Why You’ve Failed at Becoming a Freelance Games Writer

Writing about video games is easy. Breaking into the competitive world of gaming journalism is not.

Luckily, it’s entirely possible to get a foot in the door if you know what you’re doing. That means hard work, dedication, and avoiding the common mistakes that writers make when pitching their ideas to editors.

This last point was exactly why hundreds of guests at PAX East 2012 attended a panel entitled, “How Not to Succeed as a Freelance Game Journalist.”  Five ACTUAL game publication editors and one successful freelance game journalist sat down and discussed why 96% of all pitched ideas for game-related articles get turned down. [Edit: this is a sample rate of rejection from one of the panelists, not necessarily the whole industry standard] Panelists included editors from big-name publications: Susan Arendt (Managing Editor, The Escapist), Justin McElroy (Managing Editor, Vox Games), Kyle Orland (Senior Games Editor, Ars Technica), AJ Glasser (Managing Editor, Inside Network), Andrew Hayward (Editor, Mac|Life) and freelancer Rob Rath. So believe me, these folks know their shit. If you’ve pitched articles anywhere, there’s a good chance they were either the ones turning you down or personally know the editors who rejected your idea. It’s a small world of editors, according to them.

Throughout the course of their presentation, these fine folks delved into the various ways in which well-meaning aspiring game writers sabotage their chances of being accepted into the ranks of publication. Many examples seemed pretty obvious: typos, inappropriate sexual language, insulting the publication, etc. (But as it happens, those are some pretty common mistakes.) There are subtler issues, however, like self-deprecating language or (conversely) being too cocky, or not being aware of the publication’s voice when making a pitch.  So, if you want some advice on how to avoid these common pitfalls, here’s the breakdown:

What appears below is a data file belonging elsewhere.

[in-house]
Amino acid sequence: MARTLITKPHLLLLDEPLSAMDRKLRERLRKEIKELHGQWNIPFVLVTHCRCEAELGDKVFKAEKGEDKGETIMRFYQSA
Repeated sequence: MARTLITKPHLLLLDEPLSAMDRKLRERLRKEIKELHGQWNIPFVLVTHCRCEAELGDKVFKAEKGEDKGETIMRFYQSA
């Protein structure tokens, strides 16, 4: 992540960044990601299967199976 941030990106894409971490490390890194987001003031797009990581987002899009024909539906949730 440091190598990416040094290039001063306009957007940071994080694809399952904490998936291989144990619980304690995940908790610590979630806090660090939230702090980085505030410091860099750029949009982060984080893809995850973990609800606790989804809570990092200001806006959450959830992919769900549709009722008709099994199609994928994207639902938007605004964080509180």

Common Mistakes You’ve Made – Avoid Doing This Stuff
  • Your pitch had typos in it.  By this, I also mean grammar, spelling, and punctuation errors. Sure, it doesn’t seem like that big of a deal. You forgot to dot an ‘i’ or missed crossing a ‘t’–you’re not perfect, after all!  But the reality is that these editors are responsible for reading and fixing up dozens of articles a day on top of reading dozens of pitches like yours. Time is precious to them, and they cherish writers whose work they don’t have to edit extensively. Remember that you’re trying to put your best foot forward here–and if your best effort still includes simple errors, it reflects poorly on you. Note: Most editors on the panel admitted that if your typos are minor enough and your idea  is clear and engaging enough, there is some room for forgiveness. But why would you risk it? Because that’s the next mistake….
  • You gave them an excuse to reject you.  Hundreds of emails a day pour into each editor’s inbox, filled with any number of crazy, cockamamie ideas that clack their way out of a brain and into an electronic format. To avoid being completely overwhelmed, editors need to be able to quickly and easily narrow down the playing field. Thus, they will use any excuse you give them to hit “Reply” and copy/paste their rejection letter. You’ve got tons of competition, which means they can afford to be choosy. Used “their” instead of “they’re”? REJECTED. Can’t convey the point of the article in the first two sentences? REJECTED. Used the phrase “Creamed my pants”? REJECTED. The pitch is attached as an 18-page word doc? Hm, maybe I’ll read that during lunch–wait, no, REJECTED.  Do not give them an easy excuse to toss out your idea–your pitch should be intelligent, polished, clear, and concise.
  • You pitched yourself beating a dead horse. Anyone who’s written editorials knows that there are no “new ideas.”  Your “original” idea is actually floating around out there, and someone has written about it already. But some ideas in particular are so overdone that you should be embarrassed to even think about pitching them. Throwing out ideas like, “How to get your girlfriend to play video games” (personally guilty), “Why old video games are better than the new ones,” and “I’m a cynical, funny asshole, listen to me rant” will get you rejected outright. By suggesting these topics, you show that you lack a fundamental awareness of the gaming journalism climate. If you’ve paid even a little attention to the gaming world outside your own brain, you’d know that this stuff is overdone. This mistake is doubly costly: in addition to having your article pitch rejected, you also run the risk of showing that you might not be a suitable candidate for game journalism in general.